Welcome. From your original post I was gonna guess you were using an "El Cheapo Brinkmann" (ECB) and I guess I was close. I see more and more about these Canadian Tire Smokers, so maybe we need a new acronym, maybe the ECC (El Cheapo Canadian).
In any case, the most useful mod you can do is to add a grate that will sit 1"-2" above the bottom of the charcoal pan, That will elevate your coals and allow your fire to breathe. Next, get some All natural briquettes. They'll burn hotter and longer than Kingsford, but more predictably than lump. Next get a probe thermometer to monitor your pit and meat temps. Next, toss that baggie of wood chips in the trash and get some chunks.
As for the ribs, they look to me like they might not have been quite done.
That being said, there are roughly 1 million posts on this site by roughly 50,000 members. You can bet your bottom dollar (Loonie?) that each of those 50k people has posted at least once or twice concerning ribs. Let's be conservative and say that 10% of the posts are regarding ribs. Of those 100,000 posts, how many do you reckon contain the one, absolutely perfect method for the universally accepted standard for THE PERFECT RIB?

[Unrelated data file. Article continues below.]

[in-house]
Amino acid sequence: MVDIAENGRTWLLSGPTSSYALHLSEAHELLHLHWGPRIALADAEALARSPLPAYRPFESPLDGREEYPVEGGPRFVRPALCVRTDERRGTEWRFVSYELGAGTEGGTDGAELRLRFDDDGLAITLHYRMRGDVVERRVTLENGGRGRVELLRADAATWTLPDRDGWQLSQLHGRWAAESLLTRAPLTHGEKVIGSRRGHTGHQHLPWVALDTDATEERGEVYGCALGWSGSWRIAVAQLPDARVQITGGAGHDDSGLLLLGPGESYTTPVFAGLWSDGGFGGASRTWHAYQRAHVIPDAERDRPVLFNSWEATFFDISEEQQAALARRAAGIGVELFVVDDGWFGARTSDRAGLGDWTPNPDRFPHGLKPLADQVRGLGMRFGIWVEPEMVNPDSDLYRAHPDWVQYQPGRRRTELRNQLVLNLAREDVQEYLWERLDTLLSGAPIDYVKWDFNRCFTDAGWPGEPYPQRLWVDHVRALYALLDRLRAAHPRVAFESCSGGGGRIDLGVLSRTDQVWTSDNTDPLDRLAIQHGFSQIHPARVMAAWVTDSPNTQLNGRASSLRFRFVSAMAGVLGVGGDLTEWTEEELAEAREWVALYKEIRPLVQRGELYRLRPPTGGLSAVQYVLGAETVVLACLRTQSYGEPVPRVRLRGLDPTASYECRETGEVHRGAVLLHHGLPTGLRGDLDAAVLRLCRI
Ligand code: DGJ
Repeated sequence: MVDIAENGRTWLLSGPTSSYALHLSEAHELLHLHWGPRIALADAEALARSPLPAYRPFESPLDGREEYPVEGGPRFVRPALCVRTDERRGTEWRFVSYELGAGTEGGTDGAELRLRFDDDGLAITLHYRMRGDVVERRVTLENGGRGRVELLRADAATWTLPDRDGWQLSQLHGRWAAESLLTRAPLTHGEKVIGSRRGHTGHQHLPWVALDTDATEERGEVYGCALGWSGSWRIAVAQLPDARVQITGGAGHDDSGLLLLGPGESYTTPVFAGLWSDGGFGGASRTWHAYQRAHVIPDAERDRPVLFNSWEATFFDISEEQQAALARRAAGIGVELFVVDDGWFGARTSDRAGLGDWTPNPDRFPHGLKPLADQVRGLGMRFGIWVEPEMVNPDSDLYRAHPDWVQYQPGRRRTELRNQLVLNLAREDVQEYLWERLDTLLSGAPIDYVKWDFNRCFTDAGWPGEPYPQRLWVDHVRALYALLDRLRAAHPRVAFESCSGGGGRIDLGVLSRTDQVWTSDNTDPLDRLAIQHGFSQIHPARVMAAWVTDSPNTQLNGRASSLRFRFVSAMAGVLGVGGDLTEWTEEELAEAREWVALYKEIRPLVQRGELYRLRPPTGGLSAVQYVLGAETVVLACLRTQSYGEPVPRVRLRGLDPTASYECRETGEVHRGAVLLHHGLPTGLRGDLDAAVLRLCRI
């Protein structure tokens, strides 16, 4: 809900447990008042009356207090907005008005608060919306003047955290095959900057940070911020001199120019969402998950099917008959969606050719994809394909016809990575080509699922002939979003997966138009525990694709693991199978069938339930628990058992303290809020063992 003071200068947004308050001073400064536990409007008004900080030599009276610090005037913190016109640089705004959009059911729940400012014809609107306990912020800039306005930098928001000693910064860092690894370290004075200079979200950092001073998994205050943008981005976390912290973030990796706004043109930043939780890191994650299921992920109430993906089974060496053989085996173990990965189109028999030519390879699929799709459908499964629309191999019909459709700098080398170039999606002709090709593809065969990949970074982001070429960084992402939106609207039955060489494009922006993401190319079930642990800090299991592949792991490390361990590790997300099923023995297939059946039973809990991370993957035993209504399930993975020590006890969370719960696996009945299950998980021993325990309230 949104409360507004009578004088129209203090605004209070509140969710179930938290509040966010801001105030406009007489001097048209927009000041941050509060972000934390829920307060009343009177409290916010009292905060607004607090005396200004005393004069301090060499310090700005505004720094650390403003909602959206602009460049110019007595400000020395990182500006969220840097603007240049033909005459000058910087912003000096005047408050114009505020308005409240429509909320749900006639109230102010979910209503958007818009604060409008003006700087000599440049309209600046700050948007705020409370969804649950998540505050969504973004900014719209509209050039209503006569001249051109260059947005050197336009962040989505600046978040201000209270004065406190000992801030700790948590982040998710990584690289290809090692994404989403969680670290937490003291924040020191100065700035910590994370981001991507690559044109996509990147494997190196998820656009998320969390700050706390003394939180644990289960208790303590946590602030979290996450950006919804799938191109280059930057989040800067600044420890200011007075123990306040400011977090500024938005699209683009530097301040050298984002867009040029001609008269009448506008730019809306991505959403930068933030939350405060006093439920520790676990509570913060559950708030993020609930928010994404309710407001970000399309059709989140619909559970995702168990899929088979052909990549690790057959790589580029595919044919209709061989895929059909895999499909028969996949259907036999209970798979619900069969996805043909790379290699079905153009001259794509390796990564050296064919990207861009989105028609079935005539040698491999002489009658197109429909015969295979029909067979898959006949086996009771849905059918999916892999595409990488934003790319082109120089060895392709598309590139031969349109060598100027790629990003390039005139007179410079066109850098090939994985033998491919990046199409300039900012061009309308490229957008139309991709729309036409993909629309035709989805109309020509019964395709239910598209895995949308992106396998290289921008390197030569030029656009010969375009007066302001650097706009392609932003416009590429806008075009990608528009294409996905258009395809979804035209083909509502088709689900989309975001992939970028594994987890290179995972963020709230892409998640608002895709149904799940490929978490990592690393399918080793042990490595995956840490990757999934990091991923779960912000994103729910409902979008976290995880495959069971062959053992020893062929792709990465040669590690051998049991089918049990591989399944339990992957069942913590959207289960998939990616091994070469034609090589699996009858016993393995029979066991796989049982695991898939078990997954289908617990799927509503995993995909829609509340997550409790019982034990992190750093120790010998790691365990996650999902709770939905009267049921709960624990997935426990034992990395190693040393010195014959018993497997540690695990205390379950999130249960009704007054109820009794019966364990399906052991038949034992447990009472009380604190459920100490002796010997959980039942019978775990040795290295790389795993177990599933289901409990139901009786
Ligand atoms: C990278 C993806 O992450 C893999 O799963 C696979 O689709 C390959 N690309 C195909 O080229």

I'll give you a hint, the answer is ZERO!!
There are just too many variables in methodology and personal taste. Ribs are one of the most hotly debated topics on Earth, right up there with Obamacare, the lone shooter vs conspiracy debate and whether Ginger is hotter than Mary Anne.
Following advice on here will get you close, but the right ribs for you and your family will be the product of trial and error and dialing in what you all like. For me, it's St. Louis cut spares, smoked at 275˚ with an 80/20 mixture of cherry and hickory chunks. I use a variation of the 3-2-1 method in which I only foil for about 40-50 minutes and then put back on the grate only to set my glaze. These are what we like. I'm not a fan of fall off the bone tender, and if I see the meat pulling back more than 1/2" from the bones I feel that I've failed. But that's just me. I figure in another 15 or 20 years I'll have it down pat. But of course, by then my tastes may have changed and it'll be time to start over...
Spend some time reading on here about the various methods of foiling, not foiling, glazing, saucing and even Johnny Trigg's multiple grand champion winning recipe, which Johnny Trigg has admitted he doesn't like very much, and then start experimenting. You'll eventually get it dialed in. Until your tastes change.
And by the way, Mary Anne is WAAAAY hotter than Ginger. It's the quiet ones, you know....